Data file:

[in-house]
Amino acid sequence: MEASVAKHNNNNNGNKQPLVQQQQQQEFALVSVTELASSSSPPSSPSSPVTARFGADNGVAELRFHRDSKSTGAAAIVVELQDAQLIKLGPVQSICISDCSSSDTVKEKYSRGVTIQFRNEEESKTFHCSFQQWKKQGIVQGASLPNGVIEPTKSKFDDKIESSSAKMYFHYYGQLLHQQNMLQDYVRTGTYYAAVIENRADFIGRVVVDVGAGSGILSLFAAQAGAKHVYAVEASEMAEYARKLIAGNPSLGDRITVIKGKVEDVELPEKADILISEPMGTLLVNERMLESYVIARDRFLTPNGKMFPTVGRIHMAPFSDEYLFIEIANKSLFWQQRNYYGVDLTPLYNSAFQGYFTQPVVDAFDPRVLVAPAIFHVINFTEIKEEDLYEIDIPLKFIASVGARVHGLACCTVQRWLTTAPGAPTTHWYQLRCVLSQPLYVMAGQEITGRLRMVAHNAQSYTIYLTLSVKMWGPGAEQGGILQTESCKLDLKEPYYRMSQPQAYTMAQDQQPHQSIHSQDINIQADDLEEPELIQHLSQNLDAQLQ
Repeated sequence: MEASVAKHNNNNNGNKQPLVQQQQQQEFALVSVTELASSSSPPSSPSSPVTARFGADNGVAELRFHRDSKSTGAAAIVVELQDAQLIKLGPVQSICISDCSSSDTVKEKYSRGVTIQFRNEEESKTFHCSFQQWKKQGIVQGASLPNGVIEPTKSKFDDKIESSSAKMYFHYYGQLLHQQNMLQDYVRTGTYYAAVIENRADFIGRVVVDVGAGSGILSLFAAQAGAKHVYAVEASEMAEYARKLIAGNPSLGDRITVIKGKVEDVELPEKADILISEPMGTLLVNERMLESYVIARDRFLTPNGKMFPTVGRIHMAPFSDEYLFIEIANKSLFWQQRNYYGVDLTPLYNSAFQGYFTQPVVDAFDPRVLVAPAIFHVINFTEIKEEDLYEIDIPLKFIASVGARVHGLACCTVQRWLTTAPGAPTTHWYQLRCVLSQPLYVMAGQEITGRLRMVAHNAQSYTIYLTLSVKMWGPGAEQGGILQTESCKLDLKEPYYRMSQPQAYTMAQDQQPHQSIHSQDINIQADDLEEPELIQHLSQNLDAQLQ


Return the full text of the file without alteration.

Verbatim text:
[in-house]
Amino acid sequence: MEASVAKHNNNNNGNKQPLVQQQQQQEFALVSVTELASSSSPPSSPSSPVTARFGADNGVAELRFHRDSKSTGAAAIVVELQDAQLIKLGPVQSICISDCSSSDTVKEKYSRGVTIQFRNEEESKTFHCSFQQWKKQGIVQGASLPNGVIEPTKSKFDDKIESSSAKMYFHYYGQLLHQQNMLQDYVRTGTYYAAVIENRADFIGRVVVDVGAGSGILSLFAAQAGAKHVYAVEASEMAEYARKLIAGNPSLGDRITVIKGKVEDVELPEKADILISEPMGTLLVNERMLESYVIARDRFLTPNGKMFPTVGRIHMAPFSDEYLFIEIANKSLFWQQRNYYGVDLTPLYNSAFQGYFTQPVVDAFDPRVLVAPAIFHVINFTEIKEEDLYEIDIPLKFIASVGARVHGLACCTVQRWLTTAPGAPTTHWYQLRCVLSQPLYVMAGQEITGRLRMVAHNAQSYTIYLTLSVKMWGPGAEQGGILQTESCKLDLKEPYYRMSQPQAYTMAQDQQPHQSIHSQDINIQADDLEEPELIQHLSQNLDAQLQ
Repeated sequence: MEASVAKHNNNNNGNKQPLVQQQQQQEFALVSVTELASSSSPPSSPSSPVTARFGADNGVAELRFHRDSKSTGAAAIVVELQDAQLIKLGPVQSICISDCSSSDTVKEKYSRGVTIQFRNEEESKTFHCSFQQWKKQGIVQGASLPNGVIEPTKSKFDDKIESSSAKMYFHYYGQLLHQQNMLQDYVRTGTYYAAVIENRADFIGRVVVDVGAGSGILSLFAAQAGAKHVYAVEASEMAEYARKLIAGNPSLGDRITVIKGKVEDVELPEKADILISEPMGTLLVNERMLESYVIARDRFLTPNGKMFPTVGRIHMAPFSDEYLFIEIANKSLFWQQRNYYGVDLTPLYNSAFQGYFTQPVVDAFDPRVLVAPAIFHVINFTEIKEEDLYEIDIPLKFIASVGARVHGLACCTVQRWLTTAPGAPTTHWYQLRCVLSQPLYVMAGQEITGRLRMVAHNAQSYTIYLTLSVKMWGPGAEQGGILQTESCKLDLKEPYYRMSQPQAYTMAQDQQPHQSIHSQDINIQADDLEEPELIQHLSQNLDAQLQ